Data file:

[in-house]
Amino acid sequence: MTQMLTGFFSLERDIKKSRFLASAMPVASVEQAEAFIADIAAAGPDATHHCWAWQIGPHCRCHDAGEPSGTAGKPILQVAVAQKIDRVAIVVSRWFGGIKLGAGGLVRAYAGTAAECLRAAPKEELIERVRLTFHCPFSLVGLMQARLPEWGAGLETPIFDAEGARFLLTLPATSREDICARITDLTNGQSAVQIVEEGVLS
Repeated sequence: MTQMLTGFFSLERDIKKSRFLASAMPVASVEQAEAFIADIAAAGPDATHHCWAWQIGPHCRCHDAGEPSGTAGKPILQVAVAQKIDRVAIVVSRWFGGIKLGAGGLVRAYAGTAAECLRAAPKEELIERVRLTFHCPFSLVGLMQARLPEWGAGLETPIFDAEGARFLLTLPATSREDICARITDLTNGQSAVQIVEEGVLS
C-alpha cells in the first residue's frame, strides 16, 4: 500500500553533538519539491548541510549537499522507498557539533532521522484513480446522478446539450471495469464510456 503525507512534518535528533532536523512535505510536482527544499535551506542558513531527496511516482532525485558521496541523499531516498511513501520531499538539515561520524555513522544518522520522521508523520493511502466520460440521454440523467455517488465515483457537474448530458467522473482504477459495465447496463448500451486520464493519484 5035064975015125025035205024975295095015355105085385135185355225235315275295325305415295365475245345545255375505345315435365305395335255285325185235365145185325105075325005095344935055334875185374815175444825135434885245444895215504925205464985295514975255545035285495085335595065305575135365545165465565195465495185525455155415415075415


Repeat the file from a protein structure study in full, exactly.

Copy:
[in-house]
Amino acid sequence: MTQMLTGFFSLERDIKKSRFLASAMPVASVEQAEAFIADIAAAGPDATHHCWAWQIGPHCRCHDAGEPSGTAGKPILQVAVAQKIDRVAIVVSRWFGGIKLGAGGLVRAYAGTAAECLRAAPKEELIERVRLTFHCPFSLVGLMQARLPEWGAGLETPIFDAEGARFLLTLPATSREDICARITDLTNGQSAVQIVEEGVLS
Repeated sequence: MTQMLTGFFSLERDIKKSRFLASAMPVASVEQAEAFIADIAAAGPDATHHCWAWQIGPHCRCHDAGEPSGTAGKPILQVAVAQKIDRVAIVVSRWFGGIKLGAGGLVRAYAGTAAECLRAAPKEELIERVRLTFHCPFSLVGLMQARLPEWGAGLETPIFDAEGARFLLTLPATSREDICARITDLTNGQSAVQIVEEGVLS
C-alpha cells in the first residue's frame, strides 16, 4: 500500500553533538519539491548541510549537499522507498557539533532521522484513480446522478446539450471495469464510456 503525507512534518535528533532536523512535505510536482527544499535551506542558513531527496511516482532525485558521496541523499531516498511513501520531499538539515561520524555513522544518522520522521508523520493511502466520460440521454440523467455517488465515483457537474448530458467522473482504477459495465447496463448500451486520464493519484 5035064975015125025035205024975295095015355105085385135185355225235315275295325305415295365475245345545255375505345315435365305395335255285325185235365145185325105075325005095344935055334875185374815175444825135434885245444895215504925205464985295514975255545035285495085335595065305575135365545165465565195465495185525455155415415075415